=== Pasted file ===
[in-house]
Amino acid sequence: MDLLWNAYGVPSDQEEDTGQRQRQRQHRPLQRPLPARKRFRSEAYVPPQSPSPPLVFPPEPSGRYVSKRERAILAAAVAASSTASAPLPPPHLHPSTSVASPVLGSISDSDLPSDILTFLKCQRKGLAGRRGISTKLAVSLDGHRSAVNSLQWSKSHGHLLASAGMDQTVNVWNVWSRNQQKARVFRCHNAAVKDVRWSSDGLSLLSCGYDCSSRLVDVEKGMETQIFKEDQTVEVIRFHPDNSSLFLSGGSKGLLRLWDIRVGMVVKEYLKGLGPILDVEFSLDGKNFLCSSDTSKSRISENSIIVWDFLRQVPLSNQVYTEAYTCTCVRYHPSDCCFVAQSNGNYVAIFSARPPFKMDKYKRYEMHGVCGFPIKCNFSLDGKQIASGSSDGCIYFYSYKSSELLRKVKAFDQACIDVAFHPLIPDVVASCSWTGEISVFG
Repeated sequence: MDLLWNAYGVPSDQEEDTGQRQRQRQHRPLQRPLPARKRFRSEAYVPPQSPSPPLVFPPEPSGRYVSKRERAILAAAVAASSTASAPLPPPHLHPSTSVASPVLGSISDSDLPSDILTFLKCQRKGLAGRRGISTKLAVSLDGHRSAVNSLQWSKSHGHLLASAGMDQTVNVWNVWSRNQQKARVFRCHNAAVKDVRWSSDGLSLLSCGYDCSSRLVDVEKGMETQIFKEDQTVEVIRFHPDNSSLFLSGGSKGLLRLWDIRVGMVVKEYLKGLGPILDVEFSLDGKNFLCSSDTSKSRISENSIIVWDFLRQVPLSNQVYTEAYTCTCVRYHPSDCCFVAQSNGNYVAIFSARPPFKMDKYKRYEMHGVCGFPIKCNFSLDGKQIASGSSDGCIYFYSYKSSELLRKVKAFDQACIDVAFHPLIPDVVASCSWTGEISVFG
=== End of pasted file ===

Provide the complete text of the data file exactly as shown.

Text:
[in-house]
Amino acid sequence: MDLLWNAYGVPSDQEEDTGQRQRQRQHRPLQRPLPARKRFRSEAYVPPQSPSPPLVFPPEPSGRYVSKRERAILAAAVAASSTASAPLPPPHLHPSTSVASPVLGSISDSDLPSDILTFLKCQRKGLAGRRGISTKLAVSLDGHRSAVNSLQWSKSHGHLLASAGMDQTVNVWNVWSRNQQKARVFRCHNAAVKDVRWSSDGLSLLSCGYDCSSRLVDVEKGMETQIFKEDQTVEVIRFHPDNSSLFLSGGSKGLLRLWDIRVGMVVKEYLKGLGPILDVEFSLDGKNFLCSSDTSKSRISENSIIVWDFLRQVPLSNQVYTEAYTCTCVRYHPSDCCFVAQSNGNYVAIFSARPPFKMDKYKRYEMHGVCGFPIKCNFSLDGKQIASGSSDGCIYFYSYKSSELLRKVKAFDQACIDVAFHPLIPDVVASCSWTGEISVFG
Repeated sequence: MDLLWNAYGVPSDQEEDTGQRQRQRQHRPLQRPLPARKRFRSEAYVPPQSPSPPLVFPPEPSGRYVSKRERAILAAAVAASSTASAPLPPPHLHPSTSVASPVLGSISDSDLPSDILTFLKCQRKGLAGRRGISTKLAVSLDGHRSAVNSLQWSKSHGHLLASAGMDQTVNVWNVWSRNQQKARVFRCHNAAVKDVRWSSDGLSLLSCGYDCSSRLVDVEKGMETQIFKEDQTVEVIRFHPDNSSLFLSGGSKGLLRLWDIRVGMVVKEYLKGLGPILDVEFSLDGKNFLCSSDTSKSRISENSIIVWDFLRQVPLSNQVYTEAYTCTCVRYHPSDCCFVAQSNGNYVAIFSARPPFKMDKYKRYEMHGVCGFPIKCNFSLDGKQIASGSSDGCIYFYSYKSSELLRKVKAFDQACIDVAFHPLIPDVVASCSWTGEISVFG